New York Appleseed hails today’s announcement by the New York City Department of Education suspending the practice of screening young children for access to public middle schools. This decision represents the culmination of over three years of strategic advocacy by Appleseed, Orrick, and IntegrateNYC. Middle-school screens purported to evaluate students on their academic performance and behavior in their first nine years of life. There is no other school district in the nation that uses exclusive admissions processes for middle schools as extensively as New York City. The predictable segregation and unequal access to educational opportunities represented a betrayal of the core promises of public education and acquiescence to our city and nation’s legacy of racial oppression. We are grateful for this leadership from Chancellor of Schools Richard Carranza.
The call for ending middle-school screens came not only from Appleseed, but represented a broad consensus. Essential to today’s outcome were the principled arguments for change from the Alliance for School Integration & Desegregation, the New York City Bar Association, the School Diversity Advisory Group, the High School Application Advisory Council, Community Education Councils, and Council Member Brad Lander. Most important, the persistent advocacy of parents, students, and other stakeholders in Community School District 15 demonstrated to the world that making our public schools truly open to the public is possible.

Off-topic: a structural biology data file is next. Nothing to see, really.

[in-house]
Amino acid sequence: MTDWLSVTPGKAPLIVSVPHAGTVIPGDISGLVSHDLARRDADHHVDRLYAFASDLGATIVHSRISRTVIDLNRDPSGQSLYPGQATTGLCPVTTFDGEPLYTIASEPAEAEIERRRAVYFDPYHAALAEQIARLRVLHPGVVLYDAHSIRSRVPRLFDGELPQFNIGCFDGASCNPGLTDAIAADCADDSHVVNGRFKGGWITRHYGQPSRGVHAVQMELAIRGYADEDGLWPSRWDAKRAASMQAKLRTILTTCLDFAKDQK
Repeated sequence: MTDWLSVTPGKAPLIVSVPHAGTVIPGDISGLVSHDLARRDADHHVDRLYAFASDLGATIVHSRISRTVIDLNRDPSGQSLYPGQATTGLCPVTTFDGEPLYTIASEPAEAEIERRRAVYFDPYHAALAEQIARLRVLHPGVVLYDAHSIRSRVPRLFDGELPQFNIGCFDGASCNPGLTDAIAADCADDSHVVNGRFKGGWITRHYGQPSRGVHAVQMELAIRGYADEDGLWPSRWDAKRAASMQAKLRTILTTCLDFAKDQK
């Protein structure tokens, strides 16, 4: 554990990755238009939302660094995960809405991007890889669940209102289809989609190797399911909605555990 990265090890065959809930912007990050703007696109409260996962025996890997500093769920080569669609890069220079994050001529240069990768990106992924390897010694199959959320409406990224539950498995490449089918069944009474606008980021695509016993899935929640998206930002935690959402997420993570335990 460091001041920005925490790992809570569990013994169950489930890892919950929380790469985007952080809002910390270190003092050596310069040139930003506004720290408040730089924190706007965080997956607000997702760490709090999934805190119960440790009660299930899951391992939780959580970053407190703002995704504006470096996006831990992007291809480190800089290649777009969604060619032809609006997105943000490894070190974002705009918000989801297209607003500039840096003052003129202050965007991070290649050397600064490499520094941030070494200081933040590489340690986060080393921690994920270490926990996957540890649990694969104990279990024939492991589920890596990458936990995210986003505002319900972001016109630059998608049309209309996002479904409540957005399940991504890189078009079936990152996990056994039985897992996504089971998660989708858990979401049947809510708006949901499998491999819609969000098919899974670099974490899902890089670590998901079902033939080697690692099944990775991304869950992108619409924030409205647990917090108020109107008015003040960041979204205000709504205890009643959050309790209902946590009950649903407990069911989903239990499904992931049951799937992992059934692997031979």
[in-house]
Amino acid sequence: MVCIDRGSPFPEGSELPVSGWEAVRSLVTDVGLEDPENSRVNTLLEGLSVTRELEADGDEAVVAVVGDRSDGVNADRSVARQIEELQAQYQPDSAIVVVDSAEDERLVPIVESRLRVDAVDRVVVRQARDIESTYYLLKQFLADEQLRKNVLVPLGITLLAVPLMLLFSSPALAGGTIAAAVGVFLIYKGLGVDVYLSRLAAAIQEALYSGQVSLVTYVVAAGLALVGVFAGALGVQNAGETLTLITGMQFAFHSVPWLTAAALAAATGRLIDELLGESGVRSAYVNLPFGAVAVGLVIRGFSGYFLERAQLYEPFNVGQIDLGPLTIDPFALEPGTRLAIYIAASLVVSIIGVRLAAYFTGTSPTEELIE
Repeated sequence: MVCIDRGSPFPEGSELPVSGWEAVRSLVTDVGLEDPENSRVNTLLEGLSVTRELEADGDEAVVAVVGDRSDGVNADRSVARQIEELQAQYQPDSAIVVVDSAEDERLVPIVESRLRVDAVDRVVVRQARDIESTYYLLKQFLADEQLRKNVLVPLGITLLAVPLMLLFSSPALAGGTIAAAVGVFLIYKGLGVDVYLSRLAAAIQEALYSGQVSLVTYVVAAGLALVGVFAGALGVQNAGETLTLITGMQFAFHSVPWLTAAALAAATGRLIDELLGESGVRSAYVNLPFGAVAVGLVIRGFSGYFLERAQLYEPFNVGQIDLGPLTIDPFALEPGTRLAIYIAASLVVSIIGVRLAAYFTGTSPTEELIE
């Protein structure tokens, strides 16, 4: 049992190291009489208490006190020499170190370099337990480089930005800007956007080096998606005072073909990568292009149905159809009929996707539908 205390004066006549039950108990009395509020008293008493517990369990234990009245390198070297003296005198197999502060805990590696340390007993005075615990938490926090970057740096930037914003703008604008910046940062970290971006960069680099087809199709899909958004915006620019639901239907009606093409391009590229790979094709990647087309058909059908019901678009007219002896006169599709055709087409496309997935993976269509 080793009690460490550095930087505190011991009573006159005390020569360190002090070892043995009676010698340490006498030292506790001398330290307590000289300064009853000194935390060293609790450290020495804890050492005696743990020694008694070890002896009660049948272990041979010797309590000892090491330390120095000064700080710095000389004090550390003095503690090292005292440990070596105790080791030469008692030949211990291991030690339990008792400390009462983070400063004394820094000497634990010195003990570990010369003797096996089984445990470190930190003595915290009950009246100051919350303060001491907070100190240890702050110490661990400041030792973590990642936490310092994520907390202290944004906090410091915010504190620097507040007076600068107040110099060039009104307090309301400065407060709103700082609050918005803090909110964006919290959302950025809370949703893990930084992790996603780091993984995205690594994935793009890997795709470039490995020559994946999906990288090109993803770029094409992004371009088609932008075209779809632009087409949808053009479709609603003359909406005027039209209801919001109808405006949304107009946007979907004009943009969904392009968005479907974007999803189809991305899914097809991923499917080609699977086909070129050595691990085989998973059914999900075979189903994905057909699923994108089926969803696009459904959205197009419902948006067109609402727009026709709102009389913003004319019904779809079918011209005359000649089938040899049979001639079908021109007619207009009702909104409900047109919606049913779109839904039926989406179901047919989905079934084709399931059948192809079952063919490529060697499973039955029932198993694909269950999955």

Appleseed also celebrates the Department’s decision to centralize high-school admissions consistent with the recommendations of the High School Application Advisory Committee–the other part of our two-pronged strategy. These recommendations called for radical changes to the high-school process using a new proposal developed by student leaders. For too long, high schools individually picked and chose students without public oversight. The situation was already ripe for abuse and would have become unconscionable with the added challenges of the public-health crisis. This long-overdue step is an important victory for equity in admissions and public oversight over public education.
New York Appleseed is grateful for support from Orrick, The Sirus Fund, and the Donors’ Education Collaborative making these big wins for New York City school students possible.
Support New York Appleseed‘s work to make the removal of discriminatory admission screens a permanent fixture for New York City schools.